Wegner and colleagues have offered an explanation of the sense of agency over one’s bodily actions. If the orthodox view is correct and there is a sense of agency deficit associated with delusions of alien control, then Wegner and colleagues’ model ought to extend to an explanation of this deficit. Data from intentional binding studies opens up the possibility that an abnormality in representing the timing of mental events leads to a violation of the principle of priority in those suffering (...)
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  11.  58
    Bayesian Inference, Predictive Coding and Delusions.Rick A. Adams, Harriet R. Brown & Karl J. Friston - 2015 - Avant: Trends in Interdisciplinary Studies 3:51-88.
    This paper considers psychotic symptoms in terms of false inferences or beliefs. It is based on the notion that the brain is an organ of inference that actively constructs hypotheses to explain or predict its sensations. This perspective provides a normative account of action and perception that emphasises probabilistic representations; in particular, the confidence or precision of beliefs about the world. We consider sensory attenuation deficits, catatonia and delusions as various expressions of the same core pathology: namely, an aberrant encoding (...)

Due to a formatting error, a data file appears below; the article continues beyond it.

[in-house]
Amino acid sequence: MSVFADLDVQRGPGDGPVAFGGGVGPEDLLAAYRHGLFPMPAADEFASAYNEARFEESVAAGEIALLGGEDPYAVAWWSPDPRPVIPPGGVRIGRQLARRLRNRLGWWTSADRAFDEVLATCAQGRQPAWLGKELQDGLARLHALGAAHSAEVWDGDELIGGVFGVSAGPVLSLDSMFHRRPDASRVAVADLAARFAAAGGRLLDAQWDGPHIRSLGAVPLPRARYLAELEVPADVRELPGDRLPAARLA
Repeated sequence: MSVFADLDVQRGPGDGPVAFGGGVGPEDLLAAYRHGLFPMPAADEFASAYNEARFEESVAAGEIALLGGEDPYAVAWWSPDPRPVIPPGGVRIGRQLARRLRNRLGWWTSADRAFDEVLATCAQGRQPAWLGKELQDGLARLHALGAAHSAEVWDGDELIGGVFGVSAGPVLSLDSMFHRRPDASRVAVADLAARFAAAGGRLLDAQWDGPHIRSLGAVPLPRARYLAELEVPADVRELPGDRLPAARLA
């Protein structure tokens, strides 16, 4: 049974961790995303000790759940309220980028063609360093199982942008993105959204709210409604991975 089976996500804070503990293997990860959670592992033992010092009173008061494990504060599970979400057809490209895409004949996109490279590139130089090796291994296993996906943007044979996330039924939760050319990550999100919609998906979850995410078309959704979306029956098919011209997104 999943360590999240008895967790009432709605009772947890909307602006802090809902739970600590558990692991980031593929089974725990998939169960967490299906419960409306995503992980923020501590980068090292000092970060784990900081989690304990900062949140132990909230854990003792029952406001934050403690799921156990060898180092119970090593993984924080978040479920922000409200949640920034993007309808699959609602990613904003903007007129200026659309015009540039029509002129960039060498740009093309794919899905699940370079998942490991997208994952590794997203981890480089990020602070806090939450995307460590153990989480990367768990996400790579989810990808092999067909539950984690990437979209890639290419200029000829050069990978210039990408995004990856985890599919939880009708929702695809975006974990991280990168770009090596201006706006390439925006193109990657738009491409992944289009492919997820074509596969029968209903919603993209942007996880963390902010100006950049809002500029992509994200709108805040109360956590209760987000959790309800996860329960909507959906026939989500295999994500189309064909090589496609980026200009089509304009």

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  12. From the Internal Lexicon to Delusional Belief.Max Coltheart - 2015 - Avant: Trends in Interdisciplinary Studies (3/2014):19-29.
    In this overview, Author presents the development of his approach—the twofactor account of delusions—drawing attention to the neuropsychological research on delusions (the role of brain damage in the formation of delusions), as well as to the differences between explaining monothematic and polythematic delusions (this differentiation is not analyzed in detail in the present volume). He also sketches the most promising issues in the current research on delusions.